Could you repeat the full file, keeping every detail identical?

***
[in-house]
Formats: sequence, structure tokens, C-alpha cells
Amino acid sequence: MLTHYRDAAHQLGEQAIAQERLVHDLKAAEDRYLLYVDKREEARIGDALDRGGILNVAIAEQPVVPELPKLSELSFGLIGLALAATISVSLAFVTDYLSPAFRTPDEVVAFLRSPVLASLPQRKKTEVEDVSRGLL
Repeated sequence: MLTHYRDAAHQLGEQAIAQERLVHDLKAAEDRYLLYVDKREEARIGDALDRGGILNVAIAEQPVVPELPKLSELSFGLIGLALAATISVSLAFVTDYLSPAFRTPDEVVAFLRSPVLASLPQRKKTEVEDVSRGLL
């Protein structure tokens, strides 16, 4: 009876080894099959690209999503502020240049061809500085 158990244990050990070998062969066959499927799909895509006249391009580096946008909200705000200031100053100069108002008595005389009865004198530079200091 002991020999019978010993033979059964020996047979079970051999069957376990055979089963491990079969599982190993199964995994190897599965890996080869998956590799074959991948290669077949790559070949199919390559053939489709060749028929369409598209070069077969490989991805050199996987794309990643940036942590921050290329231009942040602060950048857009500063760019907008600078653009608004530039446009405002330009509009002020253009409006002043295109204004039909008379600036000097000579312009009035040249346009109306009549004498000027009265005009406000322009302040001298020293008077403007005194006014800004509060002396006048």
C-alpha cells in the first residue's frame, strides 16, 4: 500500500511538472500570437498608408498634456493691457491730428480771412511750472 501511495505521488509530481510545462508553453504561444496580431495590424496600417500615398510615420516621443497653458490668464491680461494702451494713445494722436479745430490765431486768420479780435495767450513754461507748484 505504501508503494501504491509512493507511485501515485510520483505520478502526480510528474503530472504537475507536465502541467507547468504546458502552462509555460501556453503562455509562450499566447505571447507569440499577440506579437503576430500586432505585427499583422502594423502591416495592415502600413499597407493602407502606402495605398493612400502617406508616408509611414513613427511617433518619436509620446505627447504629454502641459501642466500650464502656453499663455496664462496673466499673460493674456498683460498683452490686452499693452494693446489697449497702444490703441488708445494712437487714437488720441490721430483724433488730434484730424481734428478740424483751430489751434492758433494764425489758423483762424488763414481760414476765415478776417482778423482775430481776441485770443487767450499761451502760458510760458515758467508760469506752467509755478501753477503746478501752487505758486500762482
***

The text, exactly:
[in-house]
Formats: sequence, structure tokens, C-alpha cells
Amino acid sequence: MLTHYRDAAHQLGEQAIAQERLVHDLKAAEDRYLLYVDKREEARIGDALDRGGILNVAIAEQPVVPELPKLSELSFGLIGLALAATISVSLAFVTDYLSPAFRTPDEVVAFLRSPVLASLPQRKKTEVEDVSRGLL
Repeated sequence: MLTHYRDAAHQLGEQAIAQERLVHDLKAAEDRYLLYVDKREEARIGDALDRGGILNVAIAEQPVVPELPKLSELSFGLIGLALAATISVSLAFVTDYLSPAFRTPDEVVAFLRSPVLASLPQRKKTEVEDVSRGLL
């Protein structure tokens, strides 16, 4: 009876080894099959690209999503502020240049061809500085 158990244990050990070998062969066959499927799909895509006249391009580096946008909200705000200031100053100069108002008595005389009865004198530079200091 002991020999019978010993033979059964020996047979079970051999069957376990055979089963491990079969599982190993199964995994190897599965890996080869998956590799074959991948290669077949790559070949199919390559053939489709060749028929369409598209070069077969490989991805050199996987794309990643940036942590921050290329231009942040602060950048857009500063760019907008600078653009608004530039446009405002330009509009002020253009409006002043295109204004039909008379600036000097000579312009009035040249346009109306009549004498000027009265005009406000322009302040001298020293008077403007005194006014800004509060002396006048």
C-alpha cells in the first residue's frame, strides 16, 4: 500500500511538472500570437498608408498634456493691457491730428480771412511750472 501511495505521488509530481510545462508553453504561444496580431495590424496600417500615398510615420516621443497653458490668464491680461494702451494713445494722436479745430490765431486768420479780435495767450513754461507748484 505504501508503494501504491509512493507511485501515485510520483505520478502526480510528474503530472504537475507536465502541467507547468504546458502552462509555460501556453503562455509562450499566447505571447507569440499577440506579437503576430500586432505585427499583422502594423502591416495592415502600413499597407493602407502606402495605398493612400502617406508616408509611414513613427511617433518619436509620446505627447504629454502641459501642466500650464502656453499663455496664462496673466499673460493674456498683460498683452490686452499693452494693446489697449497702444490703441488708445494712437487714437488720441490721430483724433488730434484730424481734428478740424483751430489751434492758433494764425489758423483762424488763414481760414476765415478776417482778423482775430481776441485770443487767450499761451502760458510760458515758467508760469506752467509755478501753477503746478501752487505758486500762482